@williamwinram "When was the last time something truly moved you, in real life?
When I look back on the many encounters I have had with apex predators, such as the great white shark, there are a few of them that stand out. I was thinking about how we are so captivated by the digital age. As I travel the globe I rarely see anyone who is not immersed in their smart phone. We have access to incredible images and footage of extraordinary adventures from around the globe literally at our fingertips. It's easy to lose sight of the real life moments of awe that come drifting by from time to time.
On the day this experience was captured on video I was awestruck as I swam next to this great white eye-to-eye. I still remember its every movement: the way the powerful tail stroke so effortlessly propelled her through the water - I remember remarking to myself that she was barely moving her tail fin and yet moving so fast as I was finning as fast as possible and barely able to keep up. Her deep blue eye was scanning back at me from time to time, wondering what I was and what I was doing.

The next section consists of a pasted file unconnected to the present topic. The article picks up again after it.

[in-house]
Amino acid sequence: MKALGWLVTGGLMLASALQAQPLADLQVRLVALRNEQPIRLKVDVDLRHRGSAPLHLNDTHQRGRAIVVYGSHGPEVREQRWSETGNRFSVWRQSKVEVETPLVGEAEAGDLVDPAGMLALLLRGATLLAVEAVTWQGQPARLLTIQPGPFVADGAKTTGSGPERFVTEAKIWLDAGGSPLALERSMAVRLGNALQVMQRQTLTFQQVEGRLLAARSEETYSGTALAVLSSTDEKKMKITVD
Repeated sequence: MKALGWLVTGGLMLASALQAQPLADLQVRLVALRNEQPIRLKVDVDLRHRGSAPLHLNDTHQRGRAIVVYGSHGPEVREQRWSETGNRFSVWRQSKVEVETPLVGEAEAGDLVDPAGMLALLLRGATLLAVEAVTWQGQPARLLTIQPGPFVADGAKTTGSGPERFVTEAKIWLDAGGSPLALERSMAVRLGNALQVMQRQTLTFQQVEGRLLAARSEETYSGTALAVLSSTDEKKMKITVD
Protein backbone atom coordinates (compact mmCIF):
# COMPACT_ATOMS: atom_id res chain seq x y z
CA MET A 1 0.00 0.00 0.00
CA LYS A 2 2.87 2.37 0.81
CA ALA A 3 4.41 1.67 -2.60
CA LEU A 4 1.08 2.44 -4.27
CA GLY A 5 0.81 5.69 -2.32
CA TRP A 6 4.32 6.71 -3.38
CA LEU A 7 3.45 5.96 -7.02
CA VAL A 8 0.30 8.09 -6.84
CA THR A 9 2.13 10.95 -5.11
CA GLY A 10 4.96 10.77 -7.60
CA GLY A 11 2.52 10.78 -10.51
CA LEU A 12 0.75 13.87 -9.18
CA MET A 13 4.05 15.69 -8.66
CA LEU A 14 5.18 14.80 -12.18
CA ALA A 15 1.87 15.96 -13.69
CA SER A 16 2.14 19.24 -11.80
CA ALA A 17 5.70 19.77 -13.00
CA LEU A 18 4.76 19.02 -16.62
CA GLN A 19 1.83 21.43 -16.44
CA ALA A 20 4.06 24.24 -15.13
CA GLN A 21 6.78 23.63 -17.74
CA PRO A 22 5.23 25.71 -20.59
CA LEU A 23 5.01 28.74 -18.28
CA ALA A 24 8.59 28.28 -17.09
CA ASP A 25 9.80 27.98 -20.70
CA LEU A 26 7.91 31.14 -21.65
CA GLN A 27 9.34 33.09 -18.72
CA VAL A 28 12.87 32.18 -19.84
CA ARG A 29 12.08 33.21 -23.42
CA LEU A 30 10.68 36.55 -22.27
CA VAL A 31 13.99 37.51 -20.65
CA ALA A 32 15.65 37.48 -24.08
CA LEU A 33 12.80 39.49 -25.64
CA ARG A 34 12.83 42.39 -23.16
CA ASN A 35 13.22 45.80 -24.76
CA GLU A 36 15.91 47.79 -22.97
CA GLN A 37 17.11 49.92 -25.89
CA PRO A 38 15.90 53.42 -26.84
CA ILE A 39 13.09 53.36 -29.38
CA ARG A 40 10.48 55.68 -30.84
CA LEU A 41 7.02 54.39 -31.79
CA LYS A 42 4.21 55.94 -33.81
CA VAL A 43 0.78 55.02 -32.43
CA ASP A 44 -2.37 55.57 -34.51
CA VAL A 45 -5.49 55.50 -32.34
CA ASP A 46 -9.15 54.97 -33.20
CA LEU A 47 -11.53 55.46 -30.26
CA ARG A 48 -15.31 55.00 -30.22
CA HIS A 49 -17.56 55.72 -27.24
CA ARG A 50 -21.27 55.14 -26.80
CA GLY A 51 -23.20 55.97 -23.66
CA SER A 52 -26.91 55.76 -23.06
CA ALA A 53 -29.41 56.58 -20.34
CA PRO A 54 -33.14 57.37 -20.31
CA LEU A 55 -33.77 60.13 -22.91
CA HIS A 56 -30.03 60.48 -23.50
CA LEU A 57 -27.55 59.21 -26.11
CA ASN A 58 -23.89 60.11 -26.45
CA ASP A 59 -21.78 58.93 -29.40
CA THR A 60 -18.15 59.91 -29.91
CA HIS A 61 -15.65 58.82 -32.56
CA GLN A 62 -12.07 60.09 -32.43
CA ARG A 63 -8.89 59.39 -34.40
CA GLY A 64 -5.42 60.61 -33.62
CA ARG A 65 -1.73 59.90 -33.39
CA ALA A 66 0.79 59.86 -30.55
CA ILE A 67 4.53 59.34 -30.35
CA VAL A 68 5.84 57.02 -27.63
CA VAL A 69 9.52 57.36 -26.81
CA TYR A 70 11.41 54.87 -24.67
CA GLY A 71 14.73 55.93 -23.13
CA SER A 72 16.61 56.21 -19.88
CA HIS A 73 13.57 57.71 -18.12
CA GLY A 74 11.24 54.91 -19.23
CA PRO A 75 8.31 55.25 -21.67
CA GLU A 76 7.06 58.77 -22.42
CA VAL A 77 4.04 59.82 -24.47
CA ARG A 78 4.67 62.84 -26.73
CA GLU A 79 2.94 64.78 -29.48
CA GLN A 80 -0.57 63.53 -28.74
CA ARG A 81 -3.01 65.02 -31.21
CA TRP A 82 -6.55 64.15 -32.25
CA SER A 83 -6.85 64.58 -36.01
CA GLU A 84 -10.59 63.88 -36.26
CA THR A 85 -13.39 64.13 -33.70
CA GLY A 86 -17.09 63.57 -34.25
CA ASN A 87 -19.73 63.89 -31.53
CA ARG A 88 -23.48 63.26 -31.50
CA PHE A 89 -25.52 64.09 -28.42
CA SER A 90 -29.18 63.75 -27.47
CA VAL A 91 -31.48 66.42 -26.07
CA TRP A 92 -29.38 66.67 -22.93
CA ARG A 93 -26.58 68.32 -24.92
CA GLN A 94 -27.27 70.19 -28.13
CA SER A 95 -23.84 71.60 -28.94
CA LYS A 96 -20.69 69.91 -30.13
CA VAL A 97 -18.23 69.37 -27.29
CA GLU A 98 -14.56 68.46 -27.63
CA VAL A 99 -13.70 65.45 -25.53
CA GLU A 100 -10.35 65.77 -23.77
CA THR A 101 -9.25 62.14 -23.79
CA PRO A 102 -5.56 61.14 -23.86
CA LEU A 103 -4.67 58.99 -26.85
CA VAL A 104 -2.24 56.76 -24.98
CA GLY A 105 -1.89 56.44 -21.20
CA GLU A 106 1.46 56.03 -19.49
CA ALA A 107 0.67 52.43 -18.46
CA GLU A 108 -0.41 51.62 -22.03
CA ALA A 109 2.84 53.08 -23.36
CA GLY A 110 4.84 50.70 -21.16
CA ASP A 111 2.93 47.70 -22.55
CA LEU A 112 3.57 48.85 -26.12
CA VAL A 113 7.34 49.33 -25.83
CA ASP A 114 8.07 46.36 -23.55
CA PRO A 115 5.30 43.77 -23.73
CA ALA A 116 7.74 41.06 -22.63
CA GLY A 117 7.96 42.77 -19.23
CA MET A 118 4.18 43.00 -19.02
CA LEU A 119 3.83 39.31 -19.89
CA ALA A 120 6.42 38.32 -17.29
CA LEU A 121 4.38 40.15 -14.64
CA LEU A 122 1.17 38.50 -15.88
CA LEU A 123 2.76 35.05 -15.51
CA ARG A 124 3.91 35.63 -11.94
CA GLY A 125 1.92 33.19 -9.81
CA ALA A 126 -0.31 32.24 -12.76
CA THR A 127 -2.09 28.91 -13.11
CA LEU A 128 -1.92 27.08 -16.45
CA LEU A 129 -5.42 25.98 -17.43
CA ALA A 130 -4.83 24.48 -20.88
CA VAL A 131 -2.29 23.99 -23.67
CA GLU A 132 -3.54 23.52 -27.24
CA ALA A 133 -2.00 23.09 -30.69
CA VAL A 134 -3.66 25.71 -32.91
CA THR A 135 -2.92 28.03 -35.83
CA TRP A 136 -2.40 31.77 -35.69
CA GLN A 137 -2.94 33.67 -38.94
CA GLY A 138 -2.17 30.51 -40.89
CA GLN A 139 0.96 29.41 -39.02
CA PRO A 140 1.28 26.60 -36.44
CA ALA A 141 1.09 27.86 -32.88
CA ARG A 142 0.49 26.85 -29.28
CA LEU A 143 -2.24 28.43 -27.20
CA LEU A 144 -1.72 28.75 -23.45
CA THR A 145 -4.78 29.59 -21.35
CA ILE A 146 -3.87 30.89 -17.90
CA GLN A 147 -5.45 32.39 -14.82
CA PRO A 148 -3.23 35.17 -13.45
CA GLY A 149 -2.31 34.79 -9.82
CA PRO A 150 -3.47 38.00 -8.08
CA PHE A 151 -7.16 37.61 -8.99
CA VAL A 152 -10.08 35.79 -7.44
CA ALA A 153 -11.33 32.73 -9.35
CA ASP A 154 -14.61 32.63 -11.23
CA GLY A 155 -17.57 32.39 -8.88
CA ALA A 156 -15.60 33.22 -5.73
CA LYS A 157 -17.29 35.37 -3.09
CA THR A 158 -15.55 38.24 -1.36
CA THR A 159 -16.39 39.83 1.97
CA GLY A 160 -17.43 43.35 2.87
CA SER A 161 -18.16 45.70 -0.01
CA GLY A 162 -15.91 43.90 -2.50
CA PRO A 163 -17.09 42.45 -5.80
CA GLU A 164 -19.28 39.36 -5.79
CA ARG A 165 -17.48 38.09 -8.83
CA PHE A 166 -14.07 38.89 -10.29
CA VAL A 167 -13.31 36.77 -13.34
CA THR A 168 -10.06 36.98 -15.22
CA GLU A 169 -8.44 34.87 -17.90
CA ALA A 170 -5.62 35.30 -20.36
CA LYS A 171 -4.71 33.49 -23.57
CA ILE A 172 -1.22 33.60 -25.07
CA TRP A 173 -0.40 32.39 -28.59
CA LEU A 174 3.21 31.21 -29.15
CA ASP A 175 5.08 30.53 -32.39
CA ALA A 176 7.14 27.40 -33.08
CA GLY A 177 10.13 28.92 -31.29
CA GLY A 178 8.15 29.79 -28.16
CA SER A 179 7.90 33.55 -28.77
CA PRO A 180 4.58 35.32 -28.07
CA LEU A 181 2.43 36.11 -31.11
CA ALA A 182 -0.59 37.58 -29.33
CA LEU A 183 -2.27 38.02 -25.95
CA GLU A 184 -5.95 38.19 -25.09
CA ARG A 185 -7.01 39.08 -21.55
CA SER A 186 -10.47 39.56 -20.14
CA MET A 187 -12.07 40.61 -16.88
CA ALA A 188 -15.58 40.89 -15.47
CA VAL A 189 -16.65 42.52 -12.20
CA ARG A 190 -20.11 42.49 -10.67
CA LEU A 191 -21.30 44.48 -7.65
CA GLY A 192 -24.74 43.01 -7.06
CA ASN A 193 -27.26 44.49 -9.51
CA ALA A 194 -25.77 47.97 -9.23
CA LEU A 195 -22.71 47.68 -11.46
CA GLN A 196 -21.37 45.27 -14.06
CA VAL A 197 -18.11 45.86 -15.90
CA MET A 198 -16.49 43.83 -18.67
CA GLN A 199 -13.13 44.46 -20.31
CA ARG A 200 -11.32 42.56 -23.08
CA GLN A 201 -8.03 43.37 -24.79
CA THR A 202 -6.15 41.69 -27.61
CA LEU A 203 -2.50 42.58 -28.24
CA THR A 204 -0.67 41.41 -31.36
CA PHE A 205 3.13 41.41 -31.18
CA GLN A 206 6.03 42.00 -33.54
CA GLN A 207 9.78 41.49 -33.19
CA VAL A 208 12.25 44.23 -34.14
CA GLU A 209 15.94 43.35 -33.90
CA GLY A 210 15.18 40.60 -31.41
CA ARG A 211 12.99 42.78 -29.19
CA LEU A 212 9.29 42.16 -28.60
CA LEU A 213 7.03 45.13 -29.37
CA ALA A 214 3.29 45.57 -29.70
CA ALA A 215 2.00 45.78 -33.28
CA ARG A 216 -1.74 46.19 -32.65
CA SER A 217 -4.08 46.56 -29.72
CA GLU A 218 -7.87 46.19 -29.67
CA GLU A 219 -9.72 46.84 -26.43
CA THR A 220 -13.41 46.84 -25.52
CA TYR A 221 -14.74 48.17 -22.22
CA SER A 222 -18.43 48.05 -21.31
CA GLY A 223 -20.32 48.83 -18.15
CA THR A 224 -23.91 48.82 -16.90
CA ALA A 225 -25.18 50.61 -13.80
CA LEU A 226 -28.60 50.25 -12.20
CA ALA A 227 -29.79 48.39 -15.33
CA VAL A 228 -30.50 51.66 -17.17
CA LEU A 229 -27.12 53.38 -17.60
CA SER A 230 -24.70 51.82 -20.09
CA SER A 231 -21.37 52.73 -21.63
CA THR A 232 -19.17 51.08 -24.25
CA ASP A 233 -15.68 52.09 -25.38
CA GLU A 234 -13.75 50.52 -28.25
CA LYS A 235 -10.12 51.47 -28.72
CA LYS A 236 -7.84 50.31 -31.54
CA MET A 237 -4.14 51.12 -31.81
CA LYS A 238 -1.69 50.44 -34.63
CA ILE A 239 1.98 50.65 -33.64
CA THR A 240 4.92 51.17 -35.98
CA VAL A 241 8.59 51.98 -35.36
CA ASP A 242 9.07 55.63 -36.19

I was caught between two worlds - It was my job to capture images for ID purposes and to explore the area for the study being conducted and so I was in one moment focused on keeping the camera steady and in another moment trying to absorb what was taking place… Despite being immersed underwater I somehow found myself in the very familiar struggle of finding a balance of chasing the digital result or soaking in the moment and let it affect me on a much deeper level. I think it is fantastic that we can share our experiences through digital media as this has already become an integral part of modern societies but, we should never fall into the habit when the real world experience becomes mundane in favour of the digital, thus failing to recognize when we are in the presence of awe."
Footage @williamwinram Nicolas Largueze. Sound & Vision Prod
Music: Jesse Armerding
Edit @lukaswaterman Michèle Monico